Rugby league snubbed in graphic celebrating 100 years of Wembley Stadium

James Gordon
Wembley Stadium

Photo: Mark Cosgrove/News Images

Rugby league is a glaring omission from a graphic featuring a raft of sports and entertainment stars shared by Wembley Stadium to celebrate its 100th birthday.

The ‘world’s most iconic stadium’ has reached the century milestone and understandably used a large number of footballers, ranging from Alan Shearer and Lionel Messi, to Bobby Moore and the Morpeth Town FA vase winning captain.

There was a place for New Zealand All Blacks star Dan Carter, having played there on one occasion during the 2015 Rugby (Union) World Cup.

Artists like Paul McCartney, Freddie Mercury and Cliff Richard made it, as did boxer Tommy Fury and England women’s manager Sarina Wiegman.

Rugby league wasn’t the only surprising omission – there was no place for the NFL, despite its successful stint there over the past few decades, or speedway which enjoyed some great times at the national stadium in previous eras.

It’s all the more surprising, given there is a statue of five rugby league immortals, situated all but 50 yards away from the statue of England World Cup football winning captain Bobby Moore.

Eric Ashton, Billy Boston, Martin Offiah, Alex Murphy and Gus Risman feature in the bronze statue, which was unveiled outside Wembley in 2016.

The first Challenge Cup final at Wembley was Wigan’s win over Dewsbury in 1928/29, and the final has almost always been held their ever since – with the exception of the Second World War era and when the stadium was knocked down and re-built at the start of this century.

There have been no fewer than 95 games of rugby league at the stadium, the last of which being St Helens’ Challenge Cup win over Castleford in 2021.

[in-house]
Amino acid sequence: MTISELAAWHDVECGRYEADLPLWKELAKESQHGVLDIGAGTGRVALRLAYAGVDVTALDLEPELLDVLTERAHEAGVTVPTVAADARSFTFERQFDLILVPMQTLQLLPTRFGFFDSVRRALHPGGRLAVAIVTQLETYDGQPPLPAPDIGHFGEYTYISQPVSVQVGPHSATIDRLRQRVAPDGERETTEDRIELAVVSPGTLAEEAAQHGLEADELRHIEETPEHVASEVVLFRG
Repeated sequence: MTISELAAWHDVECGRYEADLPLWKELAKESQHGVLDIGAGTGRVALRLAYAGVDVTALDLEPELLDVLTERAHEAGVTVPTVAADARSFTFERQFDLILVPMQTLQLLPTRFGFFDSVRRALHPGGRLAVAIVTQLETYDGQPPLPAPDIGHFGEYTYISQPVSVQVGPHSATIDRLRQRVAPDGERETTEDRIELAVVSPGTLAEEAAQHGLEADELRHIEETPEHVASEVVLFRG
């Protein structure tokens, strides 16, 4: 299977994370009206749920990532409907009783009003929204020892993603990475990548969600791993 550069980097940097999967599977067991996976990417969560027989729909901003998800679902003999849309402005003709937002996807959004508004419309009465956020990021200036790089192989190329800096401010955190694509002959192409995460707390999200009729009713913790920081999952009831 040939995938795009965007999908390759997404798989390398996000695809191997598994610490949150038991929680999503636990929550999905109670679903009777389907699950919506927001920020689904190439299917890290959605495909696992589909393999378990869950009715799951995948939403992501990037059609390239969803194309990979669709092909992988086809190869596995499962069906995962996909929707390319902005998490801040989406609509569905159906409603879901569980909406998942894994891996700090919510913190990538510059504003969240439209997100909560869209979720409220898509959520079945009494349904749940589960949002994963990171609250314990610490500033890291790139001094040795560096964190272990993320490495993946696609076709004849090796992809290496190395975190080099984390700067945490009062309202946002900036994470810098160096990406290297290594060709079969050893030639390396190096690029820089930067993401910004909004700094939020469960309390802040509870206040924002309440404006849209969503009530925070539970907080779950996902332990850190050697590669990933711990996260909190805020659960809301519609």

Last season, the Challenge Cup final was moved to Tottenham Hotspur Stadium for one season due to a busy schedule at the national stadium.

Other notable rugby league games it has hosted includes the infamous 2013 World Cup semi-final, where New Zealand’s Shaun Johnson broke England hearts with a late try, and the double header that opened the 2011 Four Nations.

The 1995 World Cup final, won 16-8 by Australia against England, was held at the old Wembley.

Despite the snub, the RFL tweeted: “Rugby League is proud of our special relationship with the national stadium – and we can’t wait to return to make more memories this summer!”

Should rugby league move on from Wembley?

The snub has not gone unnoticed by fans on social media.

Wembley later referenced the statue but only after the damage had been done by the earlier omission.

Lewis Wiltshire, CEO of IMG’s sports digital agency 7League: “That’s a nice graphic but Rugby League and NFL should be reflected here. Huge contributions to that stadium’s history and its iconic status in the UK and globally.”

BBC Radio Manchester’s Trevor Hunt: “So Wembley Stadium – where is at least one rugby league player to respect the 95 year association with the RFL? Should RL finals ever be held there again after this affront? Or do we just let it drift by?”

Respected writer Rich dela Riviere: “There’l have been over 100 rugby league games at Wembley and you completely ignore it!”

Neil Godliman: “Only been playing challenge cup finals at Wembley for 90 odd years… time for a change of venue methinks.”

Chris Holme: “Rugby leagues most iconic try not even mentioned even though we’ve played there for 94 years and Martin Offiah statue is outside the ground, Cheers!”

Andy Gilder: “The exclusion of rugby league – first played at the stadium in 1929 – but the inclusion of Dan Carter on the basis of one pool game at the 2015 Rugby World Cup feels like a massive slap in the face to a sport whose fans have put so much money into your pockets.”

Featherstone tweeted their own celebration of Wembley100, the hashtag being used for the day.

Rugby league returns to Wembley on Saturday August 12, when the national stadium hosts both the men’s and women’s Challenge Cup finals, the 1895 Cup final and the Champions Schools final.

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